The average amount of money spent by a foreign visitor in Tokyo during the last fiscal year has dropped significantly, particularly among Chinese nationals, the greatest supporters of Japanese tourism.
The average amount of money spent by a foreign visitor while in the Tokyo area declined to 131,871 yen -- a 13 percent drop from the previous year, a Tokyo Metropolitan Government survey has revealed. For Chinese tourists in particular, the fall is even steeper -- 18 percent for a total of 203,816 yen per person. While previously known for their "binge buying," the trend has been dying down, and the consumption of the large number of Chinese visitors in Japan's capital has stagnated.
The fiscal 2016 survey on the characteristics of foreign visitors by country was carried out at Haneda and Narita international airports from April 2016 to March 2017 using questionnaires. Results were calculated from 12,959 of the 14,744 respondents who were bound for travel within Tokyo.
Looking at the visitors by their home country or region, individual spending was led by Chinese nationals, followed by Singaporean tourists at 164,758 yen per person, British visitors at 147,476 yen and Italians at 142,593 yen. The places most visited in the capital were Shinjuku Ward's Okubo district at 56.9 percent, Taito Ward's Asakusa district at 48.2 percent, Chuo Ward's Ginza district at 48.1 percent, Shibuya Ward at 43.9 percent and Akihabara that straggles Chiyoda and Taito wards at 41.2 percent.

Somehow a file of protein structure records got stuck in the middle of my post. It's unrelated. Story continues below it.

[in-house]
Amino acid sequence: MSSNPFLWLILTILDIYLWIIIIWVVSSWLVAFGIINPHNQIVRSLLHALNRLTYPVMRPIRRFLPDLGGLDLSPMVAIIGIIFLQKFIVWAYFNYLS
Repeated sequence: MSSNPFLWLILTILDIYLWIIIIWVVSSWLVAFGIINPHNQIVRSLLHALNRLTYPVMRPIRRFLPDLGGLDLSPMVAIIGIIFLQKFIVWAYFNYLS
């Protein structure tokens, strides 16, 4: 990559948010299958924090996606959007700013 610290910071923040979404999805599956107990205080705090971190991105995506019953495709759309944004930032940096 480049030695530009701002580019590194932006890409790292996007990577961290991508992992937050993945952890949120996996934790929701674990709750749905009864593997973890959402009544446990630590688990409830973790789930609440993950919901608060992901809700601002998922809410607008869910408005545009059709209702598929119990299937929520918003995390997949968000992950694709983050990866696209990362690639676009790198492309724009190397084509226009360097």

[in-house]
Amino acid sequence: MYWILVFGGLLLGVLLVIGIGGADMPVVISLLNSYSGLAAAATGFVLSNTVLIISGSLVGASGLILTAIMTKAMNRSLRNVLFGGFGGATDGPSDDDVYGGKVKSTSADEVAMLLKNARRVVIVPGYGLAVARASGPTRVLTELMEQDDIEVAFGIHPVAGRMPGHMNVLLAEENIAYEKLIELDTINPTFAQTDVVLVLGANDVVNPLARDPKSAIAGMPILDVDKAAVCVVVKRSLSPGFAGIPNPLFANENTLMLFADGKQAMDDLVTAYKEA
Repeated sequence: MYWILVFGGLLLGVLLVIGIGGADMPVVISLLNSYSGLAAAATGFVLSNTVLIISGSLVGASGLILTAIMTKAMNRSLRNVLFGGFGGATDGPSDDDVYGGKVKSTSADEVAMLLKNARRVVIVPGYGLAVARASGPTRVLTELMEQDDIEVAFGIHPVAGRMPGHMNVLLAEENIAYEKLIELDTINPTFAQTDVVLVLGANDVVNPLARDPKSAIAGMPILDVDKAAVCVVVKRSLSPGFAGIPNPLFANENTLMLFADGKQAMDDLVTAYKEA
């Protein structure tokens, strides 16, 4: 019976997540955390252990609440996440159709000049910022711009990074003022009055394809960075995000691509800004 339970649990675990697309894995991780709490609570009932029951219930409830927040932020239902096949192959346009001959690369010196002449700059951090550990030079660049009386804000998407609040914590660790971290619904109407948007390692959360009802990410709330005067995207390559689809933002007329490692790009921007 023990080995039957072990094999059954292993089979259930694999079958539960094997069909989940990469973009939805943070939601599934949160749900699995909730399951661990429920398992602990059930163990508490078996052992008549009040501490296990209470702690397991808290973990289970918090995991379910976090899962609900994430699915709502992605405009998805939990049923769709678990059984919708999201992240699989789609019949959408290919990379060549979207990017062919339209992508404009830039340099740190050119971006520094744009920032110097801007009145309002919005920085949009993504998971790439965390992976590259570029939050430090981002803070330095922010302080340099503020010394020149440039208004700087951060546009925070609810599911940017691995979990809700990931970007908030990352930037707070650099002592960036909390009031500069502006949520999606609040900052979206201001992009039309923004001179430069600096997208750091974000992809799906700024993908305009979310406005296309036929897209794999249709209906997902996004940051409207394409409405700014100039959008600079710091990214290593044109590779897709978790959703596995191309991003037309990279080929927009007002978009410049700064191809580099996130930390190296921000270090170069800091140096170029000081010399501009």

When asked what the visitors did during their stays (with multiple answers permitted), the majority at 87.2 percent said that they came to enjoy Japanese cuisine. After gourmet adventures, shopping for Japanese goods came in second at 66.3 percent, followed by 60.7 percent of visitors that were allured by skyscrapers and 53.7 percent who preferred the old to the new, coming to look at traditional architecture.
The Tokyo Metropolitan Government has set a goal of having 25 million foreign tourists visit the capital and spend a staggering 2.7 trillion yen when the city hosts the Olympic and Paralympics Games in 2020.
"The way tourists enjoy their time in the Tokyo area is also shifting from buying things to having experiences," a representative from the Tokyo Metropolitan Government's Tourism Division said. "In order to promote spending, connecting those experiences to shopping opportunities and other efforts are necessary."